Sometimes referred to as a "second genome," scientists are studying genetic markers that appear to regulate gene expression and may be one key to curing chronic diseases.
While we all inherit a set of genes that determine our makeup, epigenetics, in contrast, studies how these gene markers are created, change in response to stress and the physical environment and can, quite literally, be passed from generation to generation. Scientists speaking on the PBS NOVA series on the subject described how this "second genome" could explain, for example, why identical twins, who have the same exact genetic makeup, ultimately wind up with completely different health histories.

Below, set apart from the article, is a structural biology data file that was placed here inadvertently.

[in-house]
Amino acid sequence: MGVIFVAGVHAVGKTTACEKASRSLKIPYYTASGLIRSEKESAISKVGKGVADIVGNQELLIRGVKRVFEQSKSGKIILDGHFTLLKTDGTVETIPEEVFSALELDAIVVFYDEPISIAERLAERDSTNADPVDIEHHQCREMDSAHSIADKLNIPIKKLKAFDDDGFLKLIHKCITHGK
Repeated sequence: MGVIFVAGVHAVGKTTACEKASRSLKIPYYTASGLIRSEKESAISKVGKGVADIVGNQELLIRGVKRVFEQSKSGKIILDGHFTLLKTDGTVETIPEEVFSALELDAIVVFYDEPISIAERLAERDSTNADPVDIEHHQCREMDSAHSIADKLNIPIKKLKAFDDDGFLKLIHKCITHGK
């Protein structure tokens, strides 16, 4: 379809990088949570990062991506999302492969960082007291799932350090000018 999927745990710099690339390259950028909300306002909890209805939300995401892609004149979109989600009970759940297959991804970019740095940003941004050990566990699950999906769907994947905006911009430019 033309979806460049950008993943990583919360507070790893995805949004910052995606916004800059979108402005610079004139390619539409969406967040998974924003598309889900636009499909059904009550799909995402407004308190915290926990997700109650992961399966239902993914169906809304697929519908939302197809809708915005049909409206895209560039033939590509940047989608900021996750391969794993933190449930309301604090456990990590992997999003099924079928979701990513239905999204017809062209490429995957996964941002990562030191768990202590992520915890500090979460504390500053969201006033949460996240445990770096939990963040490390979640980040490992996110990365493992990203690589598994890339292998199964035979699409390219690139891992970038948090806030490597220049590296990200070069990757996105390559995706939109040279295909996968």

An epigenetic change essentially alters phenotype without changing genotype.
That distinction goes to the success of some new epigentic cancer therapies being tested, which are much more targeted than current therapies. For example, one oncologist appearing on the broadcast said that the new methods treat cancer, not by killing the cell, but "through diplomacy," by reminding the genes responsible for cell division that this "is a human cell" and "it shouldn't be behaving like this." The quote had me grabbing the nearest pencil and paper so that I wouldn't forget.